Academic journal article Alcohol Health & Research World

Alcohol's Effects on Male Reproduction

Academic journal article Alcohol Health & Research World

Alcohol's Effects on Male Reproduction

Article excerpt

The male reproductive system consists of the hypothalamus, the anterior pituitary gland, and the testes. Alcohol can interfere with the function of each of these components, thereby causing impotence, infertility, and reduced male secondary sexual characteristics. In the testes, alcohol can adversely affect the Leydig cells, which produce and secrete the hormone testosterone. Studies found that heavy alcohol consumption results in reduced testosterone levels in the blood. Alcohol also impairs the function of the testicular Sertoli cells that play an important role in sperm maturation. In the pituitary gland, alcohol can decrease the production, release, and/or activity of two hormones with critical reproductive functions, luteinizing hormone and follicle-stimulating hormone. Finally, alcohol can interfere with hormone production in the hypothalamus. KEY WORDS: AODE (alcohol and other drug effects); hypothalamus; pituitary gland; male genitals; reproductive function; testosterone; hormone metabolism; heavy AOD use; cell type; luteinizing hormone; follicle stimulating hormone; gonadotropin RH; secretion; animal model; male; literature review

In both men and women, the hormones regulating reproduction form a complex and finely tuned system that affects virtually every cell system in the body. The male reproductive system consists of three parts: a brain region called the hypothalamus, the anterior pituitary (a gland that is located at the base of the brain but is not considered a brain region), and the testes. This article briefly reviews how those three organs and the hormones they produce cooperate to ensure and regulate male reproductive functioning. The article then describes alcohol's effects on each of the three organs, drawing on studies in both humans and animals. The discussion also points out potential therapies for preventing or reversing alcohol's deleterious effects.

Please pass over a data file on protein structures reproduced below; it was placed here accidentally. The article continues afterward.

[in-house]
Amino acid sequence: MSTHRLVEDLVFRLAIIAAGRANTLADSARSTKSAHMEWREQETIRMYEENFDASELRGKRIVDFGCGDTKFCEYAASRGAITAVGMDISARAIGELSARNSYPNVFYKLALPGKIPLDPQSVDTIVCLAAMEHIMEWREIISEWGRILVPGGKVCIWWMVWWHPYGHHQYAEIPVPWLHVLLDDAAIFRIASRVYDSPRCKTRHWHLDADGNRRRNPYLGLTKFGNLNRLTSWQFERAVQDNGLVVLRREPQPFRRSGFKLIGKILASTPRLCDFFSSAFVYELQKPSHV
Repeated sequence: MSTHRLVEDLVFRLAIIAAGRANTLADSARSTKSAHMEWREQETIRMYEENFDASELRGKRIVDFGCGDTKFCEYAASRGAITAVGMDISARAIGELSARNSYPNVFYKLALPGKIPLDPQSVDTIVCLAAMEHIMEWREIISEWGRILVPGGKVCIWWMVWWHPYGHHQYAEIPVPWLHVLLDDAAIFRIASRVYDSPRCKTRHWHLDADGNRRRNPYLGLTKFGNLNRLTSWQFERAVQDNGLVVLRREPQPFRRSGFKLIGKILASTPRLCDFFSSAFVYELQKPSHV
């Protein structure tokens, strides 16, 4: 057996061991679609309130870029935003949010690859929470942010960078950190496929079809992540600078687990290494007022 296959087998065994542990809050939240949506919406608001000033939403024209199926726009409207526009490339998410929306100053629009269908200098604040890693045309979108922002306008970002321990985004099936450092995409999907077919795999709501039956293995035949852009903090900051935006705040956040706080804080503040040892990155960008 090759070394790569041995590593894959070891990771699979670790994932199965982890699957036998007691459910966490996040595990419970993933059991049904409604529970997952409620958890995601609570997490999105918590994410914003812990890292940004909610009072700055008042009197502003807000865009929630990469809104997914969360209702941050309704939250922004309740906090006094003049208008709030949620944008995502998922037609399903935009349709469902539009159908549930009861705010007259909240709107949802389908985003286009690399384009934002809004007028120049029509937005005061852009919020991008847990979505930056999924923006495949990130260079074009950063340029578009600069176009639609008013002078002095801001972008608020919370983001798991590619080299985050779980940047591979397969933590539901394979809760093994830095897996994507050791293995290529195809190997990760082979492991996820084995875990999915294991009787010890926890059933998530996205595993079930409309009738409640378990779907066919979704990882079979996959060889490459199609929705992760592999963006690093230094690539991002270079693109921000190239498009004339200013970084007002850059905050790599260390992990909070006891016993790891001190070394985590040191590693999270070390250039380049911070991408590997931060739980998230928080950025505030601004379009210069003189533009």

Of the three components of the male reproductive system, the hypothalamus and the anterior pituitary gland have solely regulatory functions, which are mediated by the hormones secreted from these two organs. The third component, the testes, also produces key hormones controlling male sexual characteristics and behaviors, the most important of which is testosterone. In addition, the testes are responsible for sperm production.

The hypothalamus, which is located at the base of the brain, is often called the master control unit of the reproductive systems of both men and women. (For more information on the hypothalamus and the hormones it produces, see the article by Hiller-Sturmhofel and Bartke, pp. 153-164.) Among other hormones, the hypothalamus produces gonadotropinreleasing hormone (GnRH). GnRH is secreted in pulses into a system of blood vessels that connect the hypothalamus to the anterior pituitary gland, which is located just beneath the hypothalamus.

In response to the GnRH stimulus, the anterior pituitary gland produces two hormones that control reproductive functions-luteinizing hormone (LH) and follicle-stimulating hormone (FSH) -and releases them into the general circulation. Those two hormones have different functions in men and women. In men, LH stimulates the testes to produce the hormone testosterone, whereas FSH plays an important role in sperm maturation. (For information on the roles of LH and FSH in women, see the article by HillerSturmhofel and Bartke, pp.153-164.) In addition, the anterior pituitary gland produces the hormone prolactin. In men, elevated prolactin levels play a role in reproduction by indirectly suppressing testosterone levels in the body.1

The testes consist primarily of the seminiferous tubules, the site of sperm cell formation and maturation. Interspersed among those tubules are so-called interstitial cells, including a cell type called Leydig cells, which produce the "male" sex hormone testosterone.2 In addition to its function in reproduction, testosterone helps regulate many diverse body functions, including bone and muscle development; red blood cell turnover; and development and maintenance of male sexual characteristics, such as sexual drive (i. …

Search by... Author
Show... All Results Primary Sources Peer-reviewed


An unknown error has occurred. Please click the button below to reload the page. If the problem persists, please try again in a little while.